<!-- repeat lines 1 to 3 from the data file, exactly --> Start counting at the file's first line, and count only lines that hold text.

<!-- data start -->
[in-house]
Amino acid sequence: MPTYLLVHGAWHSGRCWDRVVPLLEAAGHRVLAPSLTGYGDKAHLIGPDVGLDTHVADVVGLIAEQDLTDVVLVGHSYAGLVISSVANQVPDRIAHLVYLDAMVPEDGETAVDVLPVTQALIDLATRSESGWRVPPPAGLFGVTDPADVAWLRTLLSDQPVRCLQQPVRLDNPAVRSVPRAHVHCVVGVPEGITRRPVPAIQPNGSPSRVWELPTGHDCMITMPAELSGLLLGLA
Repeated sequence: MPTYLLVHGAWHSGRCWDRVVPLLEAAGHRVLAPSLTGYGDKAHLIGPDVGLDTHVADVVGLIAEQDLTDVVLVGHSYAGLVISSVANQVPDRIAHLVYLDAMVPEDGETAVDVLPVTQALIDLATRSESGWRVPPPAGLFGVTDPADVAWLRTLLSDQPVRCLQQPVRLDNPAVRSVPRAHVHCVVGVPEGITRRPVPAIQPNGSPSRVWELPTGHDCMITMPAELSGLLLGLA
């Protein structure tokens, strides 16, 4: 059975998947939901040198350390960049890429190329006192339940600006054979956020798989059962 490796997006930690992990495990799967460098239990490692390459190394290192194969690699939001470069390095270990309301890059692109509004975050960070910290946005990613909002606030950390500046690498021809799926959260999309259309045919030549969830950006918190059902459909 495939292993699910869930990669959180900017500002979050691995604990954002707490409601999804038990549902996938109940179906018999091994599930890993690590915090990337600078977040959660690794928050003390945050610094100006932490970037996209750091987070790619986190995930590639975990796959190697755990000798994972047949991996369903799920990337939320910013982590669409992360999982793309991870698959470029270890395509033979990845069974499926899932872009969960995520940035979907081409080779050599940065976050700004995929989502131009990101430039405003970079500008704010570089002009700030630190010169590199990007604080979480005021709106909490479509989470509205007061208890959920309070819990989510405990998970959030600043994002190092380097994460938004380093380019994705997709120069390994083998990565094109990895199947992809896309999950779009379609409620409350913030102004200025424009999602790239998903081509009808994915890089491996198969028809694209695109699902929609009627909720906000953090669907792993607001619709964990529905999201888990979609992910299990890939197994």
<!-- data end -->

[in-house]
Amino acid sequence: MPTYLLVHGAWHSGRCWDRVVPLLEAAGHRVLAPSLTGYGDKAHLIGPDVGLDTHVADVVGLIAEQDLTDVVLVGHSYAGLVISSVANQVPDRIAHLVYLDAMVPEDGETAVDVLPVTQALIDLATRSESGWRVPPPAGLFGVTDPADVAWLRTLLSDQPVRCLQQPVRLDNPAVRSVPRAHVHCVVGVPEGITRRPVPAIQPNGSPSRVWELPTGHDCMITMPAELSGLLLGLA
Repeated sequence: MPTYLLVHGAWHSGRCWDRVVPLLEAAGHRVLAPSLTGYGDKAHLIGPDVGLDTHVADVVGLIAEQDLTDVVLVGHSYAGLVISSVANQVPDRIAHLVYLDAMVPEDGETAVDVLPVTQALIDLATRSESGWRVPPPAGLFGVTDPADVAWLRTLLSDQPVRCLQQPVRLDNPAVRSVPRAHVHCVVGVPEGITRRPVPAIQPNGSPSRVWELPTGHDCMITMPAELSGLLLGLA